With markets allocating insufficient funding to technologies that might help tackle our grand global challenges, controversial arguments are now being made for mission-oriented innovation policies, which would entail an “entrepreneurial state” leading the charge towards key technologies.
Back to the lab
Many doubt this “creationist” view of innovation whereby the state can lead innovation, and argue instead that innovation is a bottom-up process. Whether innovation is creationist or bottom-up, we need to rethink our institutional frameworks for doing science, and start with the role of universities.
According to a growing chorus of commentators, fundamental physics, which delivered virtually all of the technologies underpinning earlier industrial revolutions, has been stagnating for years. This stagnation is now accompanied by a rise in anti-science movements that reject scientific knowledge on climate change, vaccine safety, and even the shape of the earth. At the same time, academic freedom is under threat.
University science has also become encumbered by unhelpful administrative incentives, box-ticking, and “a focus on incremental studies rather than more ambitious projects which are likely to fail, but might lead to more exciting breakthroughs”. Overcoming these obstacles should be a leading priority as we develop post-pandemic research and innovation policies.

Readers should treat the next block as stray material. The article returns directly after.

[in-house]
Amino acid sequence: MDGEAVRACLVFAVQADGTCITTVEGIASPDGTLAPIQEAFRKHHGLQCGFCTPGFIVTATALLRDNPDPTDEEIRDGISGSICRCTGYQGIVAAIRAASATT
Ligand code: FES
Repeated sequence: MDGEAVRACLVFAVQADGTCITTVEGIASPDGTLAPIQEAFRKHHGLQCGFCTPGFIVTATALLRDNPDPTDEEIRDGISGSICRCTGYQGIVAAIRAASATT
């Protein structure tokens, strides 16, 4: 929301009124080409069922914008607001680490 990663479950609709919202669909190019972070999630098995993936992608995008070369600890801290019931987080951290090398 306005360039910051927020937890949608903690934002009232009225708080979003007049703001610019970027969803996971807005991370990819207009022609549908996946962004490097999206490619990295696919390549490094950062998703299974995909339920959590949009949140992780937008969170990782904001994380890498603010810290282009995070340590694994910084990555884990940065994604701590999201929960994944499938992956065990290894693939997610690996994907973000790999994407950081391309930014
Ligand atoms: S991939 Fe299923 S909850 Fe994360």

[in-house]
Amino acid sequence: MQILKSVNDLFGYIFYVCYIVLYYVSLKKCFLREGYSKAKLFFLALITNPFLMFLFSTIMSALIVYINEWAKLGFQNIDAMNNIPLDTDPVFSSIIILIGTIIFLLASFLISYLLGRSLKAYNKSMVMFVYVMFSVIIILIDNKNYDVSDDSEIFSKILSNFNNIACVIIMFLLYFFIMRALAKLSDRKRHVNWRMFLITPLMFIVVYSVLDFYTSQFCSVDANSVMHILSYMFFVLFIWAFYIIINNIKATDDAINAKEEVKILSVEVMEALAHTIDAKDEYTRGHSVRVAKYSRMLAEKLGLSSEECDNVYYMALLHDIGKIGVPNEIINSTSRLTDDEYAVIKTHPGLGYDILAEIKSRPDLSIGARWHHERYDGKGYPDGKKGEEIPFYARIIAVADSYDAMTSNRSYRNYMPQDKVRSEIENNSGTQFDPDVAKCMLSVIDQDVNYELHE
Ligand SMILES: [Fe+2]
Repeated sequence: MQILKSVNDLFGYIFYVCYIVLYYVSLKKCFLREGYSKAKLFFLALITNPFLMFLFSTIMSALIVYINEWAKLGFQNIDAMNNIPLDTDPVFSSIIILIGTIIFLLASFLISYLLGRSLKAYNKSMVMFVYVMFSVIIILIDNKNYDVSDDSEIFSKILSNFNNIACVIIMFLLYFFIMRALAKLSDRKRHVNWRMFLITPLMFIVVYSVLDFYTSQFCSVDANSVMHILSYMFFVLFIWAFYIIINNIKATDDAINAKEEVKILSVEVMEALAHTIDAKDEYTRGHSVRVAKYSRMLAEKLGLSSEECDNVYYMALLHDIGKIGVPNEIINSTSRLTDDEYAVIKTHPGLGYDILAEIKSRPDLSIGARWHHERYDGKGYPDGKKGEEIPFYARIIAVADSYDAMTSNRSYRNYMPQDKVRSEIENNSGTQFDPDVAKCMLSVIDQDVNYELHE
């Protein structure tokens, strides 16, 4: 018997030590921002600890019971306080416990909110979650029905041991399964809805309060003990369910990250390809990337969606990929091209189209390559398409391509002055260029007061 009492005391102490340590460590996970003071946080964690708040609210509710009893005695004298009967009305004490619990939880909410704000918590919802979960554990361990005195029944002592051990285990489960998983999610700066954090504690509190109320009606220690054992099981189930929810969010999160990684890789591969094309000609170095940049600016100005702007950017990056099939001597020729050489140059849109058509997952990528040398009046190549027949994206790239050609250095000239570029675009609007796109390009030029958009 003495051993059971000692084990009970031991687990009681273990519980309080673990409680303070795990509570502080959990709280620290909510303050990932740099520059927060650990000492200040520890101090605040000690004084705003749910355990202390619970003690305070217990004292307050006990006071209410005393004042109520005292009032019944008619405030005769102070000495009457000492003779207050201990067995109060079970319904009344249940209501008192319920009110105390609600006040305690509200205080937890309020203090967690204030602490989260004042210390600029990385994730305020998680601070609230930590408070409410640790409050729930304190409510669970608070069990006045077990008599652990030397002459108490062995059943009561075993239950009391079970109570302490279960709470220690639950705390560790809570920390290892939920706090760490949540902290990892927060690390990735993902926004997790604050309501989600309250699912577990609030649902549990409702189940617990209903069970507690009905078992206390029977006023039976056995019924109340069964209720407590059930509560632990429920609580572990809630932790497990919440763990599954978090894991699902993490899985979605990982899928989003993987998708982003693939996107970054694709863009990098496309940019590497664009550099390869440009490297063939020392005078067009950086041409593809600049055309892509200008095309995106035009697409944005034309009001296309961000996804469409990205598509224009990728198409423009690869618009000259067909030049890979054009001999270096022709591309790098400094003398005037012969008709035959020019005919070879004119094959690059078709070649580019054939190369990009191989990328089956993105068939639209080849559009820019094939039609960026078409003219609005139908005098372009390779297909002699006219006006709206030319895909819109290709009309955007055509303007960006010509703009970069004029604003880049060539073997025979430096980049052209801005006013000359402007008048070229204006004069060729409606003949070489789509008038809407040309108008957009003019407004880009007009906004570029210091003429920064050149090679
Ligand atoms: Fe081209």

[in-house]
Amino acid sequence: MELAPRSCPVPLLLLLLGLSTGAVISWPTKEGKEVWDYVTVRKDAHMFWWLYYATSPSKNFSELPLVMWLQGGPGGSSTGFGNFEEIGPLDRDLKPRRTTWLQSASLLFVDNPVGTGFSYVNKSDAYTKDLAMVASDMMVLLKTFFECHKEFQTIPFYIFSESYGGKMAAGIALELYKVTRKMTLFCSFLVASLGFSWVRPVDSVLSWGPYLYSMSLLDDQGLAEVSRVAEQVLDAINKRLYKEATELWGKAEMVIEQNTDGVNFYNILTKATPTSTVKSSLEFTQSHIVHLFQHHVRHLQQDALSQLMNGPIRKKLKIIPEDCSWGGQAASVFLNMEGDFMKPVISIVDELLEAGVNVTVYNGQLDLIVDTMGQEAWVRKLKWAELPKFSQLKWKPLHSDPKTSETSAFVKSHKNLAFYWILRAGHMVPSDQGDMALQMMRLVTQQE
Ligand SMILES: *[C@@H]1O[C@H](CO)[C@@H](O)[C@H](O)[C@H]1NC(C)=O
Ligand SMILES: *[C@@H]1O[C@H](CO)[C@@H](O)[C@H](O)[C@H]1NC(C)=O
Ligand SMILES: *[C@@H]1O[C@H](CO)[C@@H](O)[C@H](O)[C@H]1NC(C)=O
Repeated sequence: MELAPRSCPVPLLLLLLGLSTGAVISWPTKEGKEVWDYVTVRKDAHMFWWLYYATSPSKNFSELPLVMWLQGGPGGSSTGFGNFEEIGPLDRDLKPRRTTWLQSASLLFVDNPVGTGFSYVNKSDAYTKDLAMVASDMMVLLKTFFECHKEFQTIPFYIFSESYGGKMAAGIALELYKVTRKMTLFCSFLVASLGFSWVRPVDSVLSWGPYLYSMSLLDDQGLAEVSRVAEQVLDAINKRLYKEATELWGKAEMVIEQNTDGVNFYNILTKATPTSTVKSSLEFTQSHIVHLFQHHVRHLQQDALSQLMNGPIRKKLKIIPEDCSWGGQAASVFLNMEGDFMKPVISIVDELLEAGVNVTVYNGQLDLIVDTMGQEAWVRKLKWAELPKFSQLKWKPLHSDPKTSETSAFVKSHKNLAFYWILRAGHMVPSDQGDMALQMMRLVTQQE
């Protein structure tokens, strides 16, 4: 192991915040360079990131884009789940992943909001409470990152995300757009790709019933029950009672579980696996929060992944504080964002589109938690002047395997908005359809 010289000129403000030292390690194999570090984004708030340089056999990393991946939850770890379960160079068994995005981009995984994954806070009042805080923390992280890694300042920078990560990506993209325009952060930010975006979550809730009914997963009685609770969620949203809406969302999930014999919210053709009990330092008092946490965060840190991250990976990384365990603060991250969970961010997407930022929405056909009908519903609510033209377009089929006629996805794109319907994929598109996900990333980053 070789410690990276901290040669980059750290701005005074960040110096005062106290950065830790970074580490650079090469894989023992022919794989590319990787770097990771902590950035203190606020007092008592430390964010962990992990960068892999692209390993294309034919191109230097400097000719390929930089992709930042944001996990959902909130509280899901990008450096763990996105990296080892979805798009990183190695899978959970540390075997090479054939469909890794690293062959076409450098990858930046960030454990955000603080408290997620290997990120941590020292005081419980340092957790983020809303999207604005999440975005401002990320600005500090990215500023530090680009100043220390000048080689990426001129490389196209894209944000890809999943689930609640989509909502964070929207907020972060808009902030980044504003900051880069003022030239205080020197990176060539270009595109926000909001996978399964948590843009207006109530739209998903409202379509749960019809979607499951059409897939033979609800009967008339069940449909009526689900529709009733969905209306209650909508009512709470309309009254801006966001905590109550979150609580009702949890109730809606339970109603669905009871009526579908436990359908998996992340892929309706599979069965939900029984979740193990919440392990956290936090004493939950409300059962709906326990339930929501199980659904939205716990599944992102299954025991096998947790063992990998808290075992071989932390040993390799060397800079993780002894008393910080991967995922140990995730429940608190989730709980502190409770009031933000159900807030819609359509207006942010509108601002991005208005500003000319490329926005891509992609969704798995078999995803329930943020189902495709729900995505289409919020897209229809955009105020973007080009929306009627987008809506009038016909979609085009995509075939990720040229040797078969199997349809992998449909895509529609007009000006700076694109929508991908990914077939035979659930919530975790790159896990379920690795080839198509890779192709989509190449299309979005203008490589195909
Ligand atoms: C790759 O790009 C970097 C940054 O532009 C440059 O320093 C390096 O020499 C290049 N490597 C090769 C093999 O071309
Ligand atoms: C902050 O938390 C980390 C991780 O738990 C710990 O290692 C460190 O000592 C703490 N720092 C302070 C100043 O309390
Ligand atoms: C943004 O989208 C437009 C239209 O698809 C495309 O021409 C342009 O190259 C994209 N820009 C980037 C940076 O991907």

How we reset
The Fourth Industrial Revolution never really got off the ground — largely due to human flaws in distribution, investment and research which restricted the diffusion of its technologies and skewed investment into technologies with less meaningful economic impact.
The Great Reset, like the Fourth Industrial Revolution, reads like a Hollywood script. To move beyond headline-grabbing science fiction and glitzy gadgetry, we need a real “back-to-basics” revolution — in the kind of science-plus-risk-taking that delivered economic prosperity in the past. For a start, this will demand more entrepreneurial university research projects that may well fail, but which might break new ground, too.
How content services are helping businesses look to the future
Analyst firm IDC has predicted that by 2025 there will be 175 zettabytes of data in the world. That’s an almost impossible figure to visualise – a mind-boggling volume of data, content and information, that is only going to increase. And while this information is critical to most businesses, few are prepared to effectively manage this increase.
The value of content should certainly not be underestimated. 2020 research from Nuxeo has revealed that more than half of consumers (54 per cent) would switch to a competitor if the digital customer experience did not measure up. This digital experience includes the right product info, personalisation, good product photography and interactive digital media – all key elements of content.
Content is important for all industries, and financial services is a good example of a sector shifting to more digital models that rely on smart and agile use of it. Further Nuxeo research showed that almost three-quarters of insurance customers have requested certificates or supporting documents via digital channels, and there is also a growing demand to digitally share photos, videos and reports relating to claims.
Content in its many and varied forms is already integral to businesses in most sectors. The projected growth in content volume, therefore, will raise important questions about the best way to manage all this content for digital transformation and improving customer experiences.